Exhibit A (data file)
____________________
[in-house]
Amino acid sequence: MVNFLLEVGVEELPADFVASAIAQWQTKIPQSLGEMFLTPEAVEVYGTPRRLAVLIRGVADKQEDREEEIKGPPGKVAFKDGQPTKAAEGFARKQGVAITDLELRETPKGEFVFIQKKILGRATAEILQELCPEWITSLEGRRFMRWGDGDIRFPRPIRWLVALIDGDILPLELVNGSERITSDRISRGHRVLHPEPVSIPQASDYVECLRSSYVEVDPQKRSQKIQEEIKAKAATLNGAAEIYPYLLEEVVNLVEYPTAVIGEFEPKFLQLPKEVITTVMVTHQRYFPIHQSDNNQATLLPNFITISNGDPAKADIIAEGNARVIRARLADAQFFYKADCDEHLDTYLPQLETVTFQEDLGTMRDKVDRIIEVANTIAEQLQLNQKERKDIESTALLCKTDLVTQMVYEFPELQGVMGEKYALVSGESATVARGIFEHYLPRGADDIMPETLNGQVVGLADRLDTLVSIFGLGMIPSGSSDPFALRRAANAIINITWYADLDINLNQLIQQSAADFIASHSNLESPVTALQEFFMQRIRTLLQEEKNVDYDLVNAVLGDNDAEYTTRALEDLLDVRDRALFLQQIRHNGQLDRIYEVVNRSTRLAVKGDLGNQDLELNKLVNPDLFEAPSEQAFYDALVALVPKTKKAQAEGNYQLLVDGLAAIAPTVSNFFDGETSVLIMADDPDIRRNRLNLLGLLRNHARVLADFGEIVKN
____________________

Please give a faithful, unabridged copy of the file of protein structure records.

[in-house]
Amino acid sequence: MVNFLLEVGVEELPADFVASAIAQWQTKIPQSLGEMFLTPEAVEVYGTPRRLAVLIRGVADKQEDREEEIKGPPGKVAFKDGQPTKAAEGFARKQGVAITDLELRETPKGEFVFIQKKILGRATAEILQELCPEWITSLEGRRFMRWGDGDIRFPRPIRWLVALIDGDILPLELVNGSERITSDRISRGHRVLHPEPVSIPQASDYVECLRSSYVEVDPQKRSQKIQEEIKAKAATLNGAAEIYPYLLEEVVNLVEYPTAVIGEFEPKFLQLPKEVITTVMVTHQRYFPIHQSDNNQATLLPNFITISNGDPAKADIIAEGNARVIRARLADAQFFYKADCDEHLDTYLPQLETVTFQEDLGTMRDKVDRIIEVANTIAEQLQLNQKERKDIESTALLCKTDLVTQMVYEFPELQGVMGEKYALVSGESATVARGIFEHYLPRGADDIMPETLNGQVVGLADRLDTLVSIFGLGMIPSGSSDPFALRRAANAIINITWYADLDINLNQLIQQSAADFIASHSNLESPVTALQEFFMQRIRTLLQEEKNVDYDLVNAVLGDNDAEYTTRALEDLLDVRDRALFLQQIRHNGQLDRIYEVVNRSTRLAVKGDLGNQDLELNKLVNPDLFEAPSEQAFYDALVALVPKTKKAQAEGNYQLLVDGLAAIAPTVSNFFDGETSVLIMADDPDIRRNRLNLLGLLRNHARVLADFGEIVKN